The social media backlash against
Kelly, who joined NBC after 12 years at Fox News, is the highest-profile cable star to cross over to broadcast news. While controversy often drives viewers to cable news personalities, it's generally eschewed in the more buttoned-down environment of a broadcast network news division.
NBC News poached Kelly from Fox News with the hope of making her a bigger star. But many TV news industry observers believe the negative publicity over an interview with a subject who isn't considered a big TV "get" is not the formula for turning her new show into a hit.
The network is feeling the heat in only the second week of its new newsmagazine "Sunday Night With Megyn Kelly," the prime-time platform for the anchor reportedly earning $17 million a year.
As a Fox News anchor, Kelly regularly received criticism from liberal media watchdogs and occasionally the ire of conservatives who grew disdainful of her tough coverage of President
But broadcast news programs — even with their diminished ratings — still have a level of stature that isn't appropriate for a fringe figure such as Jones, said Joe Peyronnin, former network news executive and journalism professor at Hofstra University.
"There is no journalistic reason to give him a prime-time network platform," Peyronnin said. "While the controversy around the Alex Jones interview may draw higher viewer tune in, it will not benefit the American people, and has opened NBC News and Megyn Kelly to enormous criticism."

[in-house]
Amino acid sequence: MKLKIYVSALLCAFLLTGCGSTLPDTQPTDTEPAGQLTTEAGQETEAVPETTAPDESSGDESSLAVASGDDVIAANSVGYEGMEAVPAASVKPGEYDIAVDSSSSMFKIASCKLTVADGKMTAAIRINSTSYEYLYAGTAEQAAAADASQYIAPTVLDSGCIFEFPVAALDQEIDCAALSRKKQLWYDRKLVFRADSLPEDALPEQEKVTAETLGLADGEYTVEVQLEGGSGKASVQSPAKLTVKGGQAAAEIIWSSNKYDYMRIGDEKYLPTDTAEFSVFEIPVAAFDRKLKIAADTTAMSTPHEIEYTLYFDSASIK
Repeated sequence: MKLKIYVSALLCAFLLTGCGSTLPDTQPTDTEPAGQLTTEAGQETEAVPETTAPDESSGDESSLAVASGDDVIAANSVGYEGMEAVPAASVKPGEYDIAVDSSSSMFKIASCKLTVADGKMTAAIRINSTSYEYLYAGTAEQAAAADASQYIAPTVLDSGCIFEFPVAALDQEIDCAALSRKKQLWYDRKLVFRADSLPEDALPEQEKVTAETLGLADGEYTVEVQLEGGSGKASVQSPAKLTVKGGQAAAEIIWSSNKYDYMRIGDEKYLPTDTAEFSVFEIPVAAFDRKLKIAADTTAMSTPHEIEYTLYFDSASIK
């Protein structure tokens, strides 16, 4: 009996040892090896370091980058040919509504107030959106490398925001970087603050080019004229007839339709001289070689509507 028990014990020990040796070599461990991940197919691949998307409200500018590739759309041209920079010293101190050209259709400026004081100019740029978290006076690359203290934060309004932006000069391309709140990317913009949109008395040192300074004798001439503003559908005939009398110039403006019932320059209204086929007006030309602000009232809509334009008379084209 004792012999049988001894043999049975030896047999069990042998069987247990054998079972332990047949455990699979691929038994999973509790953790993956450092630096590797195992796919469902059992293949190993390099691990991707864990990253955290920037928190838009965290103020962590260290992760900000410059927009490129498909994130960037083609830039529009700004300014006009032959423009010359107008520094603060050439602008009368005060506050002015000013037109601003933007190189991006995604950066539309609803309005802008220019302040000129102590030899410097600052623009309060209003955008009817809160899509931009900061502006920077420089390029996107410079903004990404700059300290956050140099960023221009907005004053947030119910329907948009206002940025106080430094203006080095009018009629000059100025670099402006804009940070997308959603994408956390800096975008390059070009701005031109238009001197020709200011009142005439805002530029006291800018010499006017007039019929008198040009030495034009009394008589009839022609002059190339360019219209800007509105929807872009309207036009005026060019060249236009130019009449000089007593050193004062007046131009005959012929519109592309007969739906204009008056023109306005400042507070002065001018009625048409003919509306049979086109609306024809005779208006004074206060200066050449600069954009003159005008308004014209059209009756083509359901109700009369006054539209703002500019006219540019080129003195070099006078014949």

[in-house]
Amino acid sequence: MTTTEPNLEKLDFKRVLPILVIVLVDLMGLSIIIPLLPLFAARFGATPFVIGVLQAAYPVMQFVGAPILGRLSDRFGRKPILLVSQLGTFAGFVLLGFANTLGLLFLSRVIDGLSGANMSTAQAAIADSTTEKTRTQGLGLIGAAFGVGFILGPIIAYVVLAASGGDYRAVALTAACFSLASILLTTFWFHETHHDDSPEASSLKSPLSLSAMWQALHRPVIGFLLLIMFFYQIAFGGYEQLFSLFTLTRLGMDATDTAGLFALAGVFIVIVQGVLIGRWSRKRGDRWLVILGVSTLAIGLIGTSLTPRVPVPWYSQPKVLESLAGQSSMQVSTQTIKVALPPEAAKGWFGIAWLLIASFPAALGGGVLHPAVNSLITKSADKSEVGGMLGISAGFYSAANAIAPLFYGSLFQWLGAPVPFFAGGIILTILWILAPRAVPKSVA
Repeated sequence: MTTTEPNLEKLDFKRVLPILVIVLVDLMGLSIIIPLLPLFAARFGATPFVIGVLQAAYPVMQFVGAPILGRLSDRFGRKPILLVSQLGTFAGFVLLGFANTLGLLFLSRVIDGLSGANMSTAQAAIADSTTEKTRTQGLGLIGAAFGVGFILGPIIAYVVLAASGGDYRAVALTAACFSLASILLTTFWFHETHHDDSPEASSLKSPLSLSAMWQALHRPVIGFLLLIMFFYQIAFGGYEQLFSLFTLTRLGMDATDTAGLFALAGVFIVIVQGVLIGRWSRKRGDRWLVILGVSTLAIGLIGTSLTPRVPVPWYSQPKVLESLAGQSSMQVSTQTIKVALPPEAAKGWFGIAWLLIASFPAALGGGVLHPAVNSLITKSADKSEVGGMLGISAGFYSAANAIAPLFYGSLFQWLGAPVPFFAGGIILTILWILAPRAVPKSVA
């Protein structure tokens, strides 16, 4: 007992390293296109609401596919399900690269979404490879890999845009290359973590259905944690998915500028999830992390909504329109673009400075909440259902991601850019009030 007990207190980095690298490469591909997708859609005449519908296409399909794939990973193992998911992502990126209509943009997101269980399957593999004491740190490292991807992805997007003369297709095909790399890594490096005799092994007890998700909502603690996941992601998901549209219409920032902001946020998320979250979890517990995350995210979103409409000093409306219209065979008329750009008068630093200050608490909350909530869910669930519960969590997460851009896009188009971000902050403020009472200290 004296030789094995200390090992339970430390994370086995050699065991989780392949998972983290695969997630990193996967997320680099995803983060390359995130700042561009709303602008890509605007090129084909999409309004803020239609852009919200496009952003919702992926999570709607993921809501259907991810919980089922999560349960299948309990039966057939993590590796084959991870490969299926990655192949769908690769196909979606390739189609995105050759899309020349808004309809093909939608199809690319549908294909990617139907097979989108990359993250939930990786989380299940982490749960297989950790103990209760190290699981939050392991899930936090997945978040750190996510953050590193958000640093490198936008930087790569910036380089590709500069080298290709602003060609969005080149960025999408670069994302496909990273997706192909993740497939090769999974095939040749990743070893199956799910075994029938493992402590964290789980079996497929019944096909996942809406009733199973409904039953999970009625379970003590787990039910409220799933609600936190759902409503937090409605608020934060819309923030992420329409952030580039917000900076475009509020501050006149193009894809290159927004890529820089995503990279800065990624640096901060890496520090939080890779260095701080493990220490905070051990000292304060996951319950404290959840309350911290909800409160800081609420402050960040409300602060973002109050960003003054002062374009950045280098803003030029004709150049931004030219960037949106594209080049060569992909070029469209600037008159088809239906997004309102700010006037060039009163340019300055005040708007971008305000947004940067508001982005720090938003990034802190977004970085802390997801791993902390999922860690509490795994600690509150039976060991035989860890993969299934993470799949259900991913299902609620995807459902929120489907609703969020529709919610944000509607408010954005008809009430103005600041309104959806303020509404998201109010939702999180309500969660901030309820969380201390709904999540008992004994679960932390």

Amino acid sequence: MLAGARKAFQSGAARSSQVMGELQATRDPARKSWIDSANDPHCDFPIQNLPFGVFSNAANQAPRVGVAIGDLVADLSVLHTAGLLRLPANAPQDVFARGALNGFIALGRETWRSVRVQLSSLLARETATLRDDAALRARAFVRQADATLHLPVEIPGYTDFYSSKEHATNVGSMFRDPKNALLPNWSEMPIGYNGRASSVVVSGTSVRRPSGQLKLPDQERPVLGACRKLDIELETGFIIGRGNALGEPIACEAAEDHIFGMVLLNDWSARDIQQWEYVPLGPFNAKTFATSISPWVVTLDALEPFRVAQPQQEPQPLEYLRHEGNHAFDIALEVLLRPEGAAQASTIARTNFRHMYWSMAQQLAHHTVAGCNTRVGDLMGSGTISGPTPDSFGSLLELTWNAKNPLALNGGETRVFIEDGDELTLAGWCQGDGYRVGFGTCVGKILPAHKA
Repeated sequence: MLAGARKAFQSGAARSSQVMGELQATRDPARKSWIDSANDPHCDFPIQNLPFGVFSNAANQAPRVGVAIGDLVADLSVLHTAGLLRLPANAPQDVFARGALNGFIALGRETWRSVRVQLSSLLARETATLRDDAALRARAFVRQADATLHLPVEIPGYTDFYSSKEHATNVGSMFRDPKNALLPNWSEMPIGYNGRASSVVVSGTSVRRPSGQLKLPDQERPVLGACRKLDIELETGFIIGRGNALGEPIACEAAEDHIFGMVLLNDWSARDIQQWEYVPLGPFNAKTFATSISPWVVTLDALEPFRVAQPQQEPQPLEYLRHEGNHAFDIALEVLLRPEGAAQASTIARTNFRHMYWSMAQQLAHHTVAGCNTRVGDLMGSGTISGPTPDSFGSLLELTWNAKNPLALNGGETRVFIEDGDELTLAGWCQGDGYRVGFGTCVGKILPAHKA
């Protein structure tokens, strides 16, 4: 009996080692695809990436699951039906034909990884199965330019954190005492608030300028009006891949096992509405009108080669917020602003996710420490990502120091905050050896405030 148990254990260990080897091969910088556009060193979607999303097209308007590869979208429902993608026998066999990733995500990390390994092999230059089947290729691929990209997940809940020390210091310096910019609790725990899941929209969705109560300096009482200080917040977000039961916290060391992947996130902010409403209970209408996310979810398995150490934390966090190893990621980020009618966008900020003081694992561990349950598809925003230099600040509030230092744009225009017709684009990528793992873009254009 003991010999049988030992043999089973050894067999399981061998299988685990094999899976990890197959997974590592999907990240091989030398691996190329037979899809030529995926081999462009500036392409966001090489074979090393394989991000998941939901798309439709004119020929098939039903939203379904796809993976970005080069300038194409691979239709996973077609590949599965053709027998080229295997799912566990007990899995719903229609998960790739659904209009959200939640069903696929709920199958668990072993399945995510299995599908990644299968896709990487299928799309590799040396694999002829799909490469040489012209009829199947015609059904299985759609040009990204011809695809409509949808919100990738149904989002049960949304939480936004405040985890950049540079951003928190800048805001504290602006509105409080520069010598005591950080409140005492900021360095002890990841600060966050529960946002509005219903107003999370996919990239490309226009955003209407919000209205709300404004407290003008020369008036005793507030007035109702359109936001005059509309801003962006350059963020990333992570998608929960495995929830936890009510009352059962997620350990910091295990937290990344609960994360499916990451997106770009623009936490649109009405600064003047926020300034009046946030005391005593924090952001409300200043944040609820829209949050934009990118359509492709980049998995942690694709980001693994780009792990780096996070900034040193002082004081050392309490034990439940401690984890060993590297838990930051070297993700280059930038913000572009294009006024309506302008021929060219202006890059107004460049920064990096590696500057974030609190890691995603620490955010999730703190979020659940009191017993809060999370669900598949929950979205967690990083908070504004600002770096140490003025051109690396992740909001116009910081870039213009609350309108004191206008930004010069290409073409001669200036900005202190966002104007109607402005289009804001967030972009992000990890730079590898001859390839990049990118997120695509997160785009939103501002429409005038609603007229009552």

In its second week on the air, "Sunday Night With Megyn Kelly" averaged 3.608 million viewers — down 2.5 million viewers from its June 4 debut.
Jones — head of Infowars, a Web-based radio and video network that has relentlessly pushed conspiracy theories — has repeatedly suggested the shooting that killed 26 people at
After NBC aired a lengthy teaser Sunday that showed Kelly interviewing Jones for a segment scheduled to air this coming weekend on her program "Sunday Night," hundreds of angry messages appeared on social media.
“A new low,” Dianne Sherman posted on Twitter with a photo of the 20 children killed by gunman
The negative response led
Kelly was also dropped as the host of a gala sponsored by
Kelly responded with a statement posted on her Twitter account that said she is disappointed with the organization's decision. But she defended the interview, which is still scheduled to air.
"I find Alex Jones' suggestion that Sandy Hook was 'a hoax' as personally revolting as every other rational person does," she said.
Kelly's statement went on to say that her interview is aimed at learning how Jones, "who traffics in these outrageous conspiracy theories, has the respect of the president of the United States and a growing audience of millions…. Our goal in sitting down with him was to shine a light — as journalists are supposed to do — on this influential figure, and yes — to discuss the considerable falsehoods he has promoted with near impunity."
. President Trump and his former national security advisor, Michael T. Flynn, have been open enthusiasts of Jones' Infowars.
Kelly was also defended Monday night by Liz Cole, an executive producer for NBC News, in an interview with CNN. "Viewers will see Megyn do a strong interview where she challenges [Jones] appropriately," Cole said. "That's the benefit of putting him out there. When someone actually sits down and asks him questions and he has to come up with answers — there's value to that."
4:10 p.m.: This article has been updated with additional reaction.